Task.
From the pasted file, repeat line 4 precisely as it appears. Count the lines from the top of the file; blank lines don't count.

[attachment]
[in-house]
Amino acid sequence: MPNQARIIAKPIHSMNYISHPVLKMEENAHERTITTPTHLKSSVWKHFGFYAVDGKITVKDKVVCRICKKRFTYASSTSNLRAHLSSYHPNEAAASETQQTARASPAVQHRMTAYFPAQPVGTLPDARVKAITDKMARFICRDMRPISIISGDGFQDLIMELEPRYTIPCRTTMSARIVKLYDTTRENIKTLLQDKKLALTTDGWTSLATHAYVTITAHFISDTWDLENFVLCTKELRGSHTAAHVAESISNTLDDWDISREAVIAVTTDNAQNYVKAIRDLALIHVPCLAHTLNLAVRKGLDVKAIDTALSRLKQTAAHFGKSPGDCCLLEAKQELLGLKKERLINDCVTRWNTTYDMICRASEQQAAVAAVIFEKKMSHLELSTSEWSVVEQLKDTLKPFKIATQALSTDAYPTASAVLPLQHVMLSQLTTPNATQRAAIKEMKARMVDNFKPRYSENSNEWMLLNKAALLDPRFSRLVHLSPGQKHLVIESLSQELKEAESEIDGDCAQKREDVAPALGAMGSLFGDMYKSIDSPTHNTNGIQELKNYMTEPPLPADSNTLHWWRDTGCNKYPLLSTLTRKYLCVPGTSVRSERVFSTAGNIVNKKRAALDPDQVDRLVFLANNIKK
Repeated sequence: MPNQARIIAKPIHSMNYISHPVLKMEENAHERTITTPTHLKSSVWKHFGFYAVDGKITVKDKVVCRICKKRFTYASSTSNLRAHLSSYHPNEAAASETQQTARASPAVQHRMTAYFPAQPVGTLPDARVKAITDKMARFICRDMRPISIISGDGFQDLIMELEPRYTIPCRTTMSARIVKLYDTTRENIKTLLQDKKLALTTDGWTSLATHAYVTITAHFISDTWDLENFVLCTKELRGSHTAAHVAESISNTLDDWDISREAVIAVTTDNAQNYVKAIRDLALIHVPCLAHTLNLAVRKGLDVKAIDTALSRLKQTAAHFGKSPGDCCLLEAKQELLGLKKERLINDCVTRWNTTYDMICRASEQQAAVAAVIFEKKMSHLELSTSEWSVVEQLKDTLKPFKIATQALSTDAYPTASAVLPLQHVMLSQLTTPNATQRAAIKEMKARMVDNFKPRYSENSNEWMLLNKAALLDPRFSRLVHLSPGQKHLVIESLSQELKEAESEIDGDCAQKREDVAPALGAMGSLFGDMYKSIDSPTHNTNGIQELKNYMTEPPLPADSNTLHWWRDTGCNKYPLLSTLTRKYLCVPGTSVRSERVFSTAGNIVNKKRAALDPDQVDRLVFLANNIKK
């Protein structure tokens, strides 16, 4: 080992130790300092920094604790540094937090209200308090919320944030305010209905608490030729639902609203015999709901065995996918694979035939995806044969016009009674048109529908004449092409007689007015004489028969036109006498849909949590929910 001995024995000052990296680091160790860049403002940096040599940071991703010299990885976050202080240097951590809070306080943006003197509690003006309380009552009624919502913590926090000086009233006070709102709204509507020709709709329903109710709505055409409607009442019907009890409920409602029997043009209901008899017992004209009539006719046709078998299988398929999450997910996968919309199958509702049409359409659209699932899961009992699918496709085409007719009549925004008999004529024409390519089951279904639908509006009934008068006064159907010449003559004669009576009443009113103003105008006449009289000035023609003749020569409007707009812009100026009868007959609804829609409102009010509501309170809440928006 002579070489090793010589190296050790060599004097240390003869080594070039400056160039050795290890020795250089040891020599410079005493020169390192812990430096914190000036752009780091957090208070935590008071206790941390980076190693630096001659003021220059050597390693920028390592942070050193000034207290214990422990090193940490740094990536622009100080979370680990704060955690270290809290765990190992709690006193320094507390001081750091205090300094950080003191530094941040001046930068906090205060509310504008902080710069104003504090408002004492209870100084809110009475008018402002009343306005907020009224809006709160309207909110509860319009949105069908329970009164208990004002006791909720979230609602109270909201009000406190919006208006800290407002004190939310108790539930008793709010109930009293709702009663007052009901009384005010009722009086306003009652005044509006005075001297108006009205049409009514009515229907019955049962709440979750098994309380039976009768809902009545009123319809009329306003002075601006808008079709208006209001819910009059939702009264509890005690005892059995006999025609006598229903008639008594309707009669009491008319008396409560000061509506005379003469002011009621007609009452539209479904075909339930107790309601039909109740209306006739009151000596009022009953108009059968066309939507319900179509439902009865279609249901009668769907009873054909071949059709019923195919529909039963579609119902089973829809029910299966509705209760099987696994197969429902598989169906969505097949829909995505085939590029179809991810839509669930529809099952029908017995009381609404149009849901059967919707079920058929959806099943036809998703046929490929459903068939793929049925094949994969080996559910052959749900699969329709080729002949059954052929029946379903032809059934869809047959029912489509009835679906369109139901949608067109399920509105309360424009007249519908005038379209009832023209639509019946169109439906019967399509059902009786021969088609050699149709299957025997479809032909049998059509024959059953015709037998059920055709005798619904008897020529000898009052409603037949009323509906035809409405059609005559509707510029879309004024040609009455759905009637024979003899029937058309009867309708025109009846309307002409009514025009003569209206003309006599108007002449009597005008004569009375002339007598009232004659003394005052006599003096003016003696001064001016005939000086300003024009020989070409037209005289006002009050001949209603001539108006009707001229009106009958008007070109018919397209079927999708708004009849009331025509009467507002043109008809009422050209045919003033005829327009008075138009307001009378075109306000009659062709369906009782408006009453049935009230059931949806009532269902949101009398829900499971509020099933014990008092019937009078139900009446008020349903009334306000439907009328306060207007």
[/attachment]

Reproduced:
């Protein structure tokens, strides 16, 4: 080992130790300092920094604790540094937090209200308090919320944030305010209905608490030729639902609203015999709901065995996918694979035939995806044969016009009674048109529908004449092409007689007015004489028969036109006498849909949590929910 001995024995000052990296680091160790860049403002940096040599940071991703010299990885976050202080240097951590809070306080943006003197509690003006309380009552009624919502913590926090000086009233006070709102709204509507020709709709329903109710709505055409409607009442019907009890409920409602029997043009209901008899017992004209009539006719046709078998299988398929999450997910996968919309199958509702049409359409659209699932899961009992699918496709085409007719009549925004008999004529024409390519089951279904639908509006009934008068006064159907010449003559004669009576009443009113103003105008006449009289000035023609003749020569409007707009812009100026009868007959609804829609409102009010509501309170809440928006 002579070489090793010589190296050790060599004097240390003869080594070039400056160039050795290890020795250089040891020599410079005493020169390192812990430096914190000036752009780091957090208070935590008071206790941390980076190693630096001659003021220059050597390693920028390592942070050193000034207290214990422990090193940490740094990536622009100080979370680990704060955690270290809290765990190992709690006193320094507390001081750091205090300094950080003191530094941040001046930068906090205060509310504008902080710069104003504090408002004492209870100084809110009475008018402002009343306005907020009224809006709160309207909110509860319009949105069908329970009164208990004002006791909720979230609602109270909201009000406190919006208006800290407002004190939310108790539930008793709010109930009293709702009663007052009901009384005010009722009086306003009652005044509006005075001297108006009205049409009514009515229907019955049962709440979750098994309380039976009768809902009545009123319809009329306003002075601006808008079709208006209001819910009059939702009264509890005690005892059995006999025609006598229903008639008594309707009669009491008319008396409560000061509506005379003469002011009621007609009452539209479904075909339930107790309601039909109740209306006739009151000596009022009953108009059968066309939507319900179509439902009865279609249901009668769907009873054909071949059709019923195919529909039963579609119902089973829809029910299966509705209760099987696994197969429902598989169906969505097949829909995505085939590029179809991810839509669930529809099952029908017995009381609404149009849901059967919707079920058929959806099943036809998703046929490929459903068939793929049925094949994969080996559910052959749900699969329709080729002949059954052929029946379903032809059934869809047959029912489509009835679906369109139901949608067109399920509105309360424009007249519908005038379209009832023209639509019946169109439906019967399509059902009786021969088609050699149709299957025997479809032909049998059509024959059953015709037998059920055709005798619904008897020529000898009052409603037949009323509906035809409405059609005559509707510029879309004024040609009455759905009637024979003899029937058309009867309708025109009846309307002409009514025009003569209206003309006599108007002449009597005008004569009375002339007598009232004659003394005052006599003096003016003696001064001016005939000086300003024009020989070409037209005289006002009050001949209603001539108006009707001229009106009958008007070109018919397209079927999708708004009849009331025509009467507002043109008809009422050209045919003033005829327009008075138009307001009378075109306000009659062709369906009782408006009453049935009230059931949806009532269902949101009398829900499971509020099933014990008092019937009078139900009446008020349903009334306000439907009328306060207007």